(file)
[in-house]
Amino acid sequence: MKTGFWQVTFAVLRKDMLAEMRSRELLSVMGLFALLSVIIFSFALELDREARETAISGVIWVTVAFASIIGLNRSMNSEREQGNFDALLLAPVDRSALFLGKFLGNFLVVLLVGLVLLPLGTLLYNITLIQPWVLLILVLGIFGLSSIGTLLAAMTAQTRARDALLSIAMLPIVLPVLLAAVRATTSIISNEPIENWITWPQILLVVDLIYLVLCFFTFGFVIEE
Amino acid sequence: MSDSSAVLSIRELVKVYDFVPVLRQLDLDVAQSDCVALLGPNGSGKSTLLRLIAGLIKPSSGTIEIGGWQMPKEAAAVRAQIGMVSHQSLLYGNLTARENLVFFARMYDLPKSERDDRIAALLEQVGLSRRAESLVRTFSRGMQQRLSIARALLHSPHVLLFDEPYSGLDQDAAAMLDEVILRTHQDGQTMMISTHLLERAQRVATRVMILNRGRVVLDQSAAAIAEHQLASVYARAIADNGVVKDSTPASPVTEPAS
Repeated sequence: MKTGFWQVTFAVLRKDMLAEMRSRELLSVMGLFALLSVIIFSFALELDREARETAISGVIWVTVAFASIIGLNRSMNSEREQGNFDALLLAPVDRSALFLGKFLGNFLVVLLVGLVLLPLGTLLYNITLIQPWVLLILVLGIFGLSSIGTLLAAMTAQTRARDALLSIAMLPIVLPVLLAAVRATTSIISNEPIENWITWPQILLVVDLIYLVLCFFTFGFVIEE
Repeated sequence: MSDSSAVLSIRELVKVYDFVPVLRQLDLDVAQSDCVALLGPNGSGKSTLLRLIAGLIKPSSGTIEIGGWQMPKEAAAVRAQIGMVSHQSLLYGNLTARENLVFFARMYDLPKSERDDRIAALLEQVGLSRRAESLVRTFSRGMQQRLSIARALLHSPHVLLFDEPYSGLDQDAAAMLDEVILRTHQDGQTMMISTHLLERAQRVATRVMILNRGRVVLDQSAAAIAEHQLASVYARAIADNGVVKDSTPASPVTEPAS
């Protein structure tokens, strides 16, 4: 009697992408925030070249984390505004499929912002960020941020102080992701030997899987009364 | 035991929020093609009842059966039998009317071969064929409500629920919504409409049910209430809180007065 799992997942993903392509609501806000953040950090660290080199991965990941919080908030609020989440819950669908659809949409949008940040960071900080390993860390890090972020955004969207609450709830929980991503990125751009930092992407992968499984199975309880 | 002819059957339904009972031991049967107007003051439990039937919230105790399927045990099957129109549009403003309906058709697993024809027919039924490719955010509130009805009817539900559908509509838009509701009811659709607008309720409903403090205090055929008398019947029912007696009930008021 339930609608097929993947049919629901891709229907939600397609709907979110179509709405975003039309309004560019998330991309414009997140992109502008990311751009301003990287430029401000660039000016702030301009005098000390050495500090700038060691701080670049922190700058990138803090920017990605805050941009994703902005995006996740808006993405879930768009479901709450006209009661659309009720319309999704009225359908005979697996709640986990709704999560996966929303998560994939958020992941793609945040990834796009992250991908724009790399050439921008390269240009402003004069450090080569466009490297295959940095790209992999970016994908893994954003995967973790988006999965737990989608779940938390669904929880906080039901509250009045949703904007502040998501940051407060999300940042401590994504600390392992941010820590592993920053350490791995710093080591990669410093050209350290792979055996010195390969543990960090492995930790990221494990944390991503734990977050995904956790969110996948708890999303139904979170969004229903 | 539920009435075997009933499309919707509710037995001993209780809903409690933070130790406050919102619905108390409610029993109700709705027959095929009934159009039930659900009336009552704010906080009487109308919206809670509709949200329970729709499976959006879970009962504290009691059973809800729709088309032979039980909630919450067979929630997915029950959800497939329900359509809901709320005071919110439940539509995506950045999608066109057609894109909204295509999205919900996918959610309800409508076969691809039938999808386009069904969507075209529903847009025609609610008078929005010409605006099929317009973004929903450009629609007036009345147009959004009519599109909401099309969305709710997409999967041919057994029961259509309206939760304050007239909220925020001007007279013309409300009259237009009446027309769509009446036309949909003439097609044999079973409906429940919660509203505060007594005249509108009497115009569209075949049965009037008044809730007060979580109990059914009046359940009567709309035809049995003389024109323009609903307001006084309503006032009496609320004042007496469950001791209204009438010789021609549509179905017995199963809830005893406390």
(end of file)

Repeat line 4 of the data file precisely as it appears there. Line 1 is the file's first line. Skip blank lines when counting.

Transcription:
Repeated sequence: MKTGFWQVTFAVLRKDMLAEMRSRELLSVMGLFALLSVIIFSFALELDREARETAISGVIWVTVAFASIIGLNRSMNSEREQGNFDALLLAPVDRSALFLGKFLGNFLVVLLVGLVLLPLGTLLYNITLIQPWVLLILVLGIFGLSSIGTLLAAMTAQTRARDALLSIAMLPIVLPVLLAAVRATTSIISNEPIENWITWPQILLVVDLIYLVLCFFTFGFVIEE